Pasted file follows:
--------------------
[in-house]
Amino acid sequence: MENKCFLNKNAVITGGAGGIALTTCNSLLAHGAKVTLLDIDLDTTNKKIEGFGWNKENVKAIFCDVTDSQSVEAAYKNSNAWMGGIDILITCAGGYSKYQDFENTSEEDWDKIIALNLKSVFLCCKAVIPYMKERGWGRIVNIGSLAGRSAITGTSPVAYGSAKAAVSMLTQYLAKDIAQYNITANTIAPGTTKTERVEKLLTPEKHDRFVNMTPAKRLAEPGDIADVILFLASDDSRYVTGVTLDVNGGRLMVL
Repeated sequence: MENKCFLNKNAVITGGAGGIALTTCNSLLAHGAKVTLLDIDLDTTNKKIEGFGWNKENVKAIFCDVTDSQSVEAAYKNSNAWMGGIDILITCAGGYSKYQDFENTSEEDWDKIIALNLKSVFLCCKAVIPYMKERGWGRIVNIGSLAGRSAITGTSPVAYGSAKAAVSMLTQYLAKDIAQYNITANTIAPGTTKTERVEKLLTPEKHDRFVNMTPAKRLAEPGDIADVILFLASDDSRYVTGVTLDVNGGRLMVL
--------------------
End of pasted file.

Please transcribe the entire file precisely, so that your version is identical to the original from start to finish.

[in-house]
Amino acid sequence: MENKCFLNKNAVITGGAGGIALTTCNSLLAHGAKVTLLDIDLDTTNKKIEGFGWNKENVKAIFCDVTDSQSVEAAYKNSNAWMGGIDILITCAGGYSKYQDFENTSEEDWDKIIALNLKSVFLCCKAVIPYMKERGWGRIVNIGSLAGRSAITGTSPVAYGSAKAAVSMLTQYLAKDIAQYNITANTIAPGTTKTERVEKLLTPEKHDRFVNMTPAKRLAEPGDIADVILFLASDDSRYVTGVTLDVNGGRLMVL
Repeated sequence: MENKCFLNKNAVITGGAGGIALTTCNSLLAHGAKVTLLDIDLDTTNKKIEGFGWNKENVKAIFCDVTDSQSVEAAYKNSNAWMGGIDILITCAGGYSKYQDFENTSEEDWDKIIALNLKSVFLCCKAVIPYMKERGWGRIVNIGSLAGRSAITGTSPVAYGSAKAAVSMLTQYLAKDIAQYNITANTIAPGTTKTERVEKLLTPEKHDRFVNMTPAKRLAEPGDIADVILFLASDDSRYVTGVTLDVNGGRLMVL